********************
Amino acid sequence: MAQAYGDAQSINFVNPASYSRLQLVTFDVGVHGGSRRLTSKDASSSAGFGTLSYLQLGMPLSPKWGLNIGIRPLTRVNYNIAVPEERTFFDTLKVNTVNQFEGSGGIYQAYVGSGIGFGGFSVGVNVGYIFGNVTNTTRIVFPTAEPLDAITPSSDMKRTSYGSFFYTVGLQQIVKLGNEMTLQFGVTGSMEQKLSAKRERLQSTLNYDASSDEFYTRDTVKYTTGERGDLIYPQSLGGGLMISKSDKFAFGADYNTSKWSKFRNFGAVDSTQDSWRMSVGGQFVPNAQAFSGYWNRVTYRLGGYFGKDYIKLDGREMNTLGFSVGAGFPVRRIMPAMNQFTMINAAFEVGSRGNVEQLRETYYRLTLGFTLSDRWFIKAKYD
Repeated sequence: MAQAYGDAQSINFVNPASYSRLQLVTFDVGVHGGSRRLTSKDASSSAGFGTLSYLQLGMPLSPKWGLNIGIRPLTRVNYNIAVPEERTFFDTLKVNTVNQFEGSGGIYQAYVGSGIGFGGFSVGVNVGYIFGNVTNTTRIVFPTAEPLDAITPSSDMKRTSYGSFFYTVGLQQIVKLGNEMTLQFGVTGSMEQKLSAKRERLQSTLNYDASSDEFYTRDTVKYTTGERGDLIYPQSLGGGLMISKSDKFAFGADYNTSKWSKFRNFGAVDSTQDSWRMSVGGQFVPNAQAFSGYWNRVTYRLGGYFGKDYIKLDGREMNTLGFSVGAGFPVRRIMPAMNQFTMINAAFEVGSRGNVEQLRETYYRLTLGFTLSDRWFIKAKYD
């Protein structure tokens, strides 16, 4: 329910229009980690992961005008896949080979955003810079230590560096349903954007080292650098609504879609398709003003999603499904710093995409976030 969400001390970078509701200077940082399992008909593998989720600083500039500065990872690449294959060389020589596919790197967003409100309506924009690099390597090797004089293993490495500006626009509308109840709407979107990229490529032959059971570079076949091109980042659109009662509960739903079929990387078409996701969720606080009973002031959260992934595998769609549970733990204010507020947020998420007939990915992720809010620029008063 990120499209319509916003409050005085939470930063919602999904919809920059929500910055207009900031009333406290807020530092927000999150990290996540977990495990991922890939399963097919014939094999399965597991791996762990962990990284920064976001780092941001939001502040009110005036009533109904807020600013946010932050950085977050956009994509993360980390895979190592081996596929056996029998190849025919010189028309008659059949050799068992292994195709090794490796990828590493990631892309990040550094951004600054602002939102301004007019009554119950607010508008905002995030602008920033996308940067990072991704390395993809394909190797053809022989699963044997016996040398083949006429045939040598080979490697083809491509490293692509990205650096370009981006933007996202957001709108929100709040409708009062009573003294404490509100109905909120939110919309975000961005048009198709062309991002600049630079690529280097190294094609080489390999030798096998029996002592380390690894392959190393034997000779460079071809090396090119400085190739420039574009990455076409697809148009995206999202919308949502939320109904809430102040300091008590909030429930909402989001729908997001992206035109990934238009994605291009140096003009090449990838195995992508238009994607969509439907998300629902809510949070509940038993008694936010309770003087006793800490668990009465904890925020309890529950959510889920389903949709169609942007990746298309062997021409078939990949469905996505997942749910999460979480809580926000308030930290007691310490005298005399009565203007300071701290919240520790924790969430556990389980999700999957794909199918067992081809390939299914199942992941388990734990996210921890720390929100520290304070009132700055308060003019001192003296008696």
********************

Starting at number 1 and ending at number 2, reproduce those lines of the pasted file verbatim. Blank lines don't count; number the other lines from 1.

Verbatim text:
Amino acid sequence: MAQAYGDAQSINFVNPASYSRLQLVTFDVGVHGGSRRLTSKDASSSAGFGTLSYLQLGMPLSPKWGLNIGIRPLTRVNYNIAVPEERTFFDTLKVNTVNQFEGSGGIYQAYVGSGIGFGGFSVGVNVGYIFGNVTNTTRIVFPTAEPLDAITPSSDMKRTSYGSFFYTVGLQQIVKLGNEMTLQFGVTGSMEQKLSAKRERLQSTLNYDASSDEFYTRDTVKYTTGERGDLIYPQSLGGGLMISKSDKFAFGADYNTSKWSKFRNFGAVDSTQDSWRMSVGGQFVPNAQAFSGYWNRVTYRLGGYFGKDYIKLDGREMNTLGFSVGAGFPVRRIMPAMNQFTMINAAFEVGSRGNVEQLRETYYRLTLGFTLSDRWFIKAKYD
Repeated sequence: MAQAYGDAQSINFVNPASYSRLQLVTFDVGVHGGSRRLTSKDASSSAGFGTLSYLQLGMPLSPKWGLNIGIRPLTRVNYNIAVPEERTFFDTLKVNTVNQFEGSGGIYQAYVGSGIGFGGFSVGVNVGYIFGNVTNTTRIVFPTAEPLDAITPSSDMKRTSYGSFFYTVGLQQIVKLGNEMTLQFGVTGSMEQKLSAKRERLQSTLNYDASSDEFYTRDTVKYTTGERGDLIYPQSLGGGLMISKSDKFAFGADYNTSKWSKFRNFGAVDSTQDSWRMSVGGQFVPNAQAFSGYWNRVTYRLGGYFGKDYIKLDGREMNTLGFSVGAGFPVRRIMPAMNQFTMINAAFEVGSRGNVEQLRETYYRLTLGFTLSDRWFIKAKYD